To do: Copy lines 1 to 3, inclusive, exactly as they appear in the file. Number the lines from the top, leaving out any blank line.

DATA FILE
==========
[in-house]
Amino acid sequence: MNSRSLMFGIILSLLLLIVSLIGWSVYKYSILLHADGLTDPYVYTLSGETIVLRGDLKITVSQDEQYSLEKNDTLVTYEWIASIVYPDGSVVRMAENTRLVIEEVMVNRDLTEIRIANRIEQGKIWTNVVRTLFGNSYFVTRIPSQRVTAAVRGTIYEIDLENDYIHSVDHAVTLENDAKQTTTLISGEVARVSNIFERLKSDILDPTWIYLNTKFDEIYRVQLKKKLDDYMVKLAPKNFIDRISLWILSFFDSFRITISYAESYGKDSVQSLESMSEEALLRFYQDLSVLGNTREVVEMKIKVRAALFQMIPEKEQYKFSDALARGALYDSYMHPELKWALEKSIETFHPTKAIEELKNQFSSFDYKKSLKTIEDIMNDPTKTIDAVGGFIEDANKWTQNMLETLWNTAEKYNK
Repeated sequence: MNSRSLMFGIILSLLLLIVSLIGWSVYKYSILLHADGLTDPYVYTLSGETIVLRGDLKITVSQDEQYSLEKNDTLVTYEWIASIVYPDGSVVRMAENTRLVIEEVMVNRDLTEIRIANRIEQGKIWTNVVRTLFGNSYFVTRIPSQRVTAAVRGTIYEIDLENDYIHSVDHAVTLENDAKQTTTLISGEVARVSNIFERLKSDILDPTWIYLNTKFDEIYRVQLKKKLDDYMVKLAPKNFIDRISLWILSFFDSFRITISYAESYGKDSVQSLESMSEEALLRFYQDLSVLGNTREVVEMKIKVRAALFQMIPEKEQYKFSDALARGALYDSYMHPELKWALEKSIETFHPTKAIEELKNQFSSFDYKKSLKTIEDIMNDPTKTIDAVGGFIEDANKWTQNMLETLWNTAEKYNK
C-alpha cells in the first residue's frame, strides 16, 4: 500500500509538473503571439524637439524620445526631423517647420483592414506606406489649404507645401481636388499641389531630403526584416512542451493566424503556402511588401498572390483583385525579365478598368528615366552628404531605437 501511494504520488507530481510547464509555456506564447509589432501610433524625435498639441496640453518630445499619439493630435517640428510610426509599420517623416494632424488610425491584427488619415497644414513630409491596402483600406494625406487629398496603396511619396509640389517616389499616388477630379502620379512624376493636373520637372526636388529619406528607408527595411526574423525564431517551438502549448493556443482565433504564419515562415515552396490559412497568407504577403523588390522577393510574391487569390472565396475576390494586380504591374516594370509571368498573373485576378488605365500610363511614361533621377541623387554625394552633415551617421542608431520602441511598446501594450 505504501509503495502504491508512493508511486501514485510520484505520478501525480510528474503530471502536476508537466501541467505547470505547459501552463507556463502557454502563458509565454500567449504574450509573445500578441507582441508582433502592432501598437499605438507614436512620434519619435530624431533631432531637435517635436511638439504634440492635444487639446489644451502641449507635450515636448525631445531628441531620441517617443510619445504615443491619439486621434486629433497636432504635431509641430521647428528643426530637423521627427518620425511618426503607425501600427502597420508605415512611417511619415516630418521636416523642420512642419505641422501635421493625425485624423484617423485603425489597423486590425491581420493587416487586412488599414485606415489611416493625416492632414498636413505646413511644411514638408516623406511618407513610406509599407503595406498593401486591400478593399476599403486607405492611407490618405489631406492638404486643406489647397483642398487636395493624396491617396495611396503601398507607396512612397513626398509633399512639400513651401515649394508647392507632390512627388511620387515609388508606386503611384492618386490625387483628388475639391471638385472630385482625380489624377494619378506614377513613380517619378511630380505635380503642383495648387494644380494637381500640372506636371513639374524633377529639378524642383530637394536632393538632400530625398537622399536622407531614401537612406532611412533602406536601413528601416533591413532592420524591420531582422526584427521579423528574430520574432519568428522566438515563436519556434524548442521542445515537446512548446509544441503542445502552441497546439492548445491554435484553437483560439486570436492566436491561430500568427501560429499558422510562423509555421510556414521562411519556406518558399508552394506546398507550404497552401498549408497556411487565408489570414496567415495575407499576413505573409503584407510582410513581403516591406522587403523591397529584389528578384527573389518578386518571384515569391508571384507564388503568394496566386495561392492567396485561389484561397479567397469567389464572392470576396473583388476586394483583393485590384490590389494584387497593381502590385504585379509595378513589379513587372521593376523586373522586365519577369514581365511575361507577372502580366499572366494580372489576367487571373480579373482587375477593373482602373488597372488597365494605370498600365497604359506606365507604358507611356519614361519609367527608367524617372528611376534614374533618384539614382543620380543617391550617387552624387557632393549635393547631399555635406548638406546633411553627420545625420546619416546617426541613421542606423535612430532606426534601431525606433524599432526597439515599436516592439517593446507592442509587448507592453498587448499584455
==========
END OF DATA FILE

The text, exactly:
[in-house]
Amino acid sequence: MNSRSLMFGIILSLLLLIVSLIGWSVYKYSILLHADGLTDPYVYTLSGETIVLRGDLKITVSQDEQYSLEKNDTLVTYEWIASIVYPDGSVVRMAENTRLVIEEVMVNRDLTEIRIANRIEQGKIWTNVVRTLFGNSYFVTRIPSQRVTAAVRGTIYEIDLENDYIHSVDHAVTLENDAKQTTTLISGEVARVSNIFERLKSDILDPTWIYLNTKFDEIYRVQLKKKLDDYMVKLAPKNFIDRISLWILSFFDSFRITISYAESYGKDSVQSLESMSEEALLRFYQDLSVLGNTREVVEMKIKVRAALFQMIPEKEQYKFSDALARGALYDSYMHPELKWALEKSIETFHPTKAIEELKNQFSSFDYKKSLKTIEDIMNDPTKTIDAVGGFIEDANKWTQNMLETLWNTAEKYNK
Repeated sequence: MNSRSLMFGIILSLLLLIVSLIGWSVYKYSILLHADGLTDPYVYTLSGETIVLRGDLKITVSQDEQYSLEKNDTLVTYEWIASIVYPDGSVVRMAENTRLVIEEVMVNRDLTEIRIANRIEQGKIWTNVVRTLFGNSYFVTRIPSQRVTAAVRGTIYEIDLENDYIHSVDHAVTLENDAKQTTTLISGEVARVSNIFERLKSDILDPTWIYLNTKFDEIYRVQLKKKLDDYMVKLAPKNFIDRISLWILSFFDSFRITISYAESYGKDSVQSLESMSEEALLRFYQDLSVLGNTREVVEMKIKVRAALFQMIPEKEQYKFSDALARGALYDSYMHPELKWALEKSIETFHPTKAIEELKNQFSSFDYKKSLKTIEDIMNDPTKTIDAVGGFIEDANKWTQNMLETLWNTAEKYNK